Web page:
Medication Reconciliation and Patient Understanding on Hospital Discharge (Journal of General Internal Medicine)

Summary

Since adverse drug events upon hospital discharge are common and sometimes serious, this US study investigated the prevalence of medication reconciliation. It found that medication reconciliation and patient understanding (or carer’s understanding, possibly in the case of dementia patients) may be inadequate post-discharge for older patients.  Errors and misunderstandings are common if medications are unrelated to the primary diagnosis.  The authors recommend efforts to improve medication reconciliation and patient understanding. Medication reconciliation and patient understanding should be focused on the whole patient; instead of being disease-specific.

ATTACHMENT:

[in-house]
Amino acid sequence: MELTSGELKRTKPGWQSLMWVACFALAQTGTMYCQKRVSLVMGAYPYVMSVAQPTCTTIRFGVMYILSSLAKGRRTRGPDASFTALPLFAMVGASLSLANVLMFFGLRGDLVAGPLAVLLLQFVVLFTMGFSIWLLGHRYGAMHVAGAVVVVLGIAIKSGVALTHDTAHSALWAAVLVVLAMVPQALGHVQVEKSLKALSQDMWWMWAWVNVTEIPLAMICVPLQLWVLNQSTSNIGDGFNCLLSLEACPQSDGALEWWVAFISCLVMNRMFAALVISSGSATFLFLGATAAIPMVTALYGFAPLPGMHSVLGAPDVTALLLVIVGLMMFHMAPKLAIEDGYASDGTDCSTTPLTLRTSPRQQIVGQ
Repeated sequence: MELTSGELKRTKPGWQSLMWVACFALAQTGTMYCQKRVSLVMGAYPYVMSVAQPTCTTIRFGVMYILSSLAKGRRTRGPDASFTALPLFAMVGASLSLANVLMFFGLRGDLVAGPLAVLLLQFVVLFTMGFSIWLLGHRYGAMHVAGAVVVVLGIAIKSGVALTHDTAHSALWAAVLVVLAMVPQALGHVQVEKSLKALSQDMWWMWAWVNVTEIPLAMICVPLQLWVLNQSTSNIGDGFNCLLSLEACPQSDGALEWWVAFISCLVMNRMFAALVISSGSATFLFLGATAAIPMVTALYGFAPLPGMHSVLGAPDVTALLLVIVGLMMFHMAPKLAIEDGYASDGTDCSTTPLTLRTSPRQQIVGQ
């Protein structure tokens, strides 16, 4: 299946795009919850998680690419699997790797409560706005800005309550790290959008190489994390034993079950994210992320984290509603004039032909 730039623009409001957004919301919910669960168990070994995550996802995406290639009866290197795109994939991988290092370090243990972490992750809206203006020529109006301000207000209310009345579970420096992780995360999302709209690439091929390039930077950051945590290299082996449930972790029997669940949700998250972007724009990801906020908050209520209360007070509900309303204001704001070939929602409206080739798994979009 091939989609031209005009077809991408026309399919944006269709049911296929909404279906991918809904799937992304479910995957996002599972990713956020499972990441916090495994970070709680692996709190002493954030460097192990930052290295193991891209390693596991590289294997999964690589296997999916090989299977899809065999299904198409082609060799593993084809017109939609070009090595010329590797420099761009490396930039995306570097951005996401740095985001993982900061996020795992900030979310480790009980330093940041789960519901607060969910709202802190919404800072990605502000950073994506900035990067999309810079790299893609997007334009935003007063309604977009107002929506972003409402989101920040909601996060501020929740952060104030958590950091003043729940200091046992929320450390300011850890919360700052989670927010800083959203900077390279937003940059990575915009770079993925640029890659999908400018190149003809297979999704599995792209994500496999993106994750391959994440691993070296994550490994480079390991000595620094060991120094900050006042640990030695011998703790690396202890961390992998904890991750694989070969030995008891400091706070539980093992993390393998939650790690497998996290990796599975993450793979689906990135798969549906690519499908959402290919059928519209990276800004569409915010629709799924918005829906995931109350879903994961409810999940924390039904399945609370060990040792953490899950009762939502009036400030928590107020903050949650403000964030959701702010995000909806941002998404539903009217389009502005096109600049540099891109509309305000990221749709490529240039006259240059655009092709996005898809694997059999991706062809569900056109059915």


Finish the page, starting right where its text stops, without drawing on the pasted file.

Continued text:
Full Text Link

Reference

Ziaeian, B. Araujo, KL. [and] Van Ness, PH. [et al] (2012). Medication reconciliation accuracy and patient understanding of intended medication changes on hospital discharge. Journal of General Internal Medicine, November 2012, Vol.27(11), pp.1513-20. (Click here to view the PubMed abstract).

About Dementia and Elderly Care News

Dementia and Elderly Care News. Wolverhampton Medical Institute: WMI. (jh)
This entry was posted in Acute Hospitals, Community Care, For Doctors (mostly), For Nurses and Therapists (mostly), International, Pharmacological Treatments, Practical Advice, Quick Insights, Universal Interest and tagged , , , , , , , , , , , , , , , . Bookmark the permalink.

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